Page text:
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Can anyone explain what the Neurologist wrote to my GP

Sorry if posted in wrong section.

I have just received a copy of my Neurologists letter to my GP and I am trying to understand it. I was diagnosed in 1999 with primary progressive MS.

He has wrote : On examination cranial nerves were normal. There was some give way weakness in the upper limbs. Tone was normal in the upper limbs. There was subtle increased tone in lower limbs. All reflexes in upper and lower limbs were brisk. There was some non organic weakness in lower limbs. Hoover’s sign was positive bilaterally. Planters were downgoing. Clinially, she seemed to have soft myelopathic signs with the presence of positive oligocional bands.

Any help to interpret this would be appreciated. Thankyou

The bit about Hoovers sign was about checking for malingering. That’s the only bit I know about. Google Hoovers sign or look at the test on utube. The trouble is I don’t know which way round it goes…best look it up.

https://sites.google.com/site/neuro82010/non-organic-weakness

Look at the above link…non organic weakness means fake weakness. Hoovers sign is a test for faking leg weakness.

I’m sure it cant mean that he was looking to see whether your faking it…I’m sure we all give erratic examinations sometimes.

This is interesting andnim a bit disappointed nobody else has replied on the thread.

Flo

Bernie, suggest you ask your MS Nurse for a translation! Realise that the Neuro’s letter was for your GP with copy for you but wonder whether the GP understands it too. If you don’t ask you don’t get!!

Hi Bernie,

These are the symptoms that your neurologist found.

  • give way weakness = is weakness of the arms due to the nervous system not working properly.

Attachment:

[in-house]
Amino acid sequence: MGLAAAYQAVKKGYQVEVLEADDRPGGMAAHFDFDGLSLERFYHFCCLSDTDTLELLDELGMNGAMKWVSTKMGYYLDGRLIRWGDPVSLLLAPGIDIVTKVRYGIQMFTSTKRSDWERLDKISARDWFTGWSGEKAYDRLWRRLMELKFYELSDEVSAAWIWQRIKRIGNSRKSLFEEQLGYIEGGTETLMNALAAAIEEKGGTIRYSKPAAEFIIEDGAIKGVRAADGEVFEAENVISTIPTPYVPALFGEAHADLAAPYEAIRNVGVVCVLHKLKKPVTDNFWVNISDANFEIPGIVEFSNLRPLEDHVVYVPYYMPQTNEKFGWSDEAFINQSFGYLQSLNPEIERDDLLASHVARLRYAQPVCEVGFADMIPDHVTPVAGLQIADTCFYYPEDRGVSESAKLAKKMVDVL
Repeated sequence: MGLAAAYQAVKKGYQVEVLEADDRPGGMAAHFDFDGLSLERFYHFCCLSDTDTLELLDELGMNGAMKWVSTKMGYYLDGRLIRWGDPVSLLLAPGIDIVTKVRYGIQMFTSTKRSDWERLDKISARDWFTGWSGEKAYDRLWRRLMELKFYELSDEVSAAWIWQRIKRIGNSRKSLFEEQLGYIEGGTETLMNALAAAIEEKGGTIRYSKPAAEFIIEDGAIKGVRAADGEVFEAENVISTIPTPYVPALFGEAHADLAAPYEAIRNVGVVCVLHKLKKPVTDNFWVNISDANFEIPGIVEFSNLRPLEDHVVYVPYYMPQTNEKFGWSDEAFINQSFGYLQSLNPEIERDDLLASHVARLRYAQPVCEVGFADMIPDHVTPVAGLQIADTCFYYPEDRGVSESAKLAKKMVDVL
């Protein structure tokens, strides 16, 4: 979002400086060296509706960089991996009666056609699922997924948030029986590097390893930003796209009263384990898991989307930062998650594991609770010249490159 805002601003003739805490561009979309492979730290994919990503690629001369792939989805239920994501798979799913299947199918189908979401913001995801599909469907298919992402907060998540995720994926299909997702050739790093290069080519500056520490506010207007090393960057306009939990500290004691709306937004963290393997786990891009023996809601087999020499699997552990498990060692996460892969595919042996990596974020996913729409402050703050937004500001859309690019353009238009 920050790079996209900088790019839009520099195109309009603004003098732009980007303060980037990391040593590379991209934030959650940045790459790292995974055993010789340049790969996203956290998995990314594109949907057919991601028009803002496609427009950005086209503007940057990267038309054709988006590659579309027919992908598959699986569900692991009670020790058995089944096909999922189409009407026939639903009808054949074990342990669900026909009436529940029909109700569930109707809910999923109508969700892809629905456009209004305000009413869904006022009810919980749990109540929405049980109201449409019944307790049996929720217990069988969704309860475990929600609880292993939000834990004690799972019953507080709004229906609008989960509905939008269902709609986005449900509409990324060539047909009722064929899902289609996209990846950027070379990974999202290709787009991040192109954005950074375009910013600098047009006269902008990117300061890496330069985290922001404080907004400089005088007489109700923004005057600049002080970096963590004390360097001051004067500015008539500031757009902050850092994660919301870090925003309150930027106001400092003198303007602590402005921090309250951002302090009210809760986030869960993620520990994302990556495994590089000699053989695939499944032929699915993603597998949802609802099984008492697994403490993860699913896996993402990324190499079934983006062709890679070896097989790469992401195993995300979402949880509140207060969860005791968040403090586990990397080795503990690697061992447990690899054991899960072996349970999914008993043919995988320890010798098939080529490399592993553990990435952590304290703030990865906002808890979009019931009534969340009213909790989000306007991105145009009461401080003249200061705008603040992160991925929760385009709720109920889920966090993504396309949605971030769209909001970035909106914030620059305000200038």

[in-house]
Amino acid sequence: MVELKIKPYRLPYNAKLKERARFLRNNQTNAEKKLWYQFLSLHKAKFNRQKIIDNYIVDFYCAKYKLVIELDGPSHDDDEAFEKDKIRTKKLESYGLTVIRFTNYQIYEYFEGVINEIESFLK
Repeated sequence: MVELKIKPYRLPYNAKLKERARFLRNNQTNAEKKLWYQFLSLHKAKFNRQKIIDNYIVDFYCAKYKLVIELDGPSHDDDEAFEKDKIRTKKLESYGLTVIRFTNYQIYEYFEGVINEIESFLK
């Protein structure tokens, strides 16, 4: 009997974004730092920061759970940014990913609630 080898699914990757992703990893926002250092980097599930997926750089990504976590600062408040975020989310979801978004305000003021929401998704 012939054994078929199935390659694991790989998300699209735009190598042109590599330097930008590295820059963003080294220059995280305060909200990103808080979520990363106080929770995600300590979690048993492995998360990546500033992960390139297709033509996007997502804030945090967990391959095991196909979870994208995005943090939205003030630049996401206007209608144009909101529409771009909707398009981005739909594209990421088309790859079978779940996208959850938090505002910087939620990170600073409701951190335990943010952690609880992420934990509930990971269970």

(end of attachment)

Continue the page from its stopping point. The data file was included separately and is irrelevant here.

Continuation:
• subtle increased tone = stiffness of the leg muscles.
  • reflexes in upper and lower limbs were brisk = tap on the knee results in an exaggerated jump.

I can’t give simplified explanations of the other terms without risking inaccuracies, but basically he’s saying these are (part of) what led him to your diagnosis of PPMS.

I would have thought that there would be other tests involved like an MRI, visual tests or lumber puncture.

Regards,

Anthony

Hoovers sign is where the neurologist tests your relative leg strength or weakness, ie they ask you to push away with your heel when your foot is flexed. It can be used to check for ‘malingering’, but in general it’s used just to test relative strength.

Bilateral means both legs / arms etc. Unilateral would be one side only.

Give way weakness is likely to be similar to Hoovers sign, but in upper limbs, ie where the neuro asks you to push with your hands, or pull back.

As Anthony said, tone means stiffness of muscles.

Brisk reflexes again as Anthony said, jumping of limbs when tapped.

Plantars downgoing means when the sole of the foot is scratched the toes react downwards. In non MS people, the toes react upwards. Also known as the Babinski sign.

Myelopathy relates to changes (eg lesions) in the spinal cord.

Positive Oligoclonal bands is what are tested for on LP. 80 to 95% of people with MS have Oligoclonal bands in their CSF.

It seems to me the neurologist is saying ‘you have MS’. Big news??

Sue

Ssssue, you got the Babinski sign the wrong way round …

Oh well. It’s just as well I’m not a neurologist!!

Hi everyone, sorry for the delay in replying but thank you for all the replies.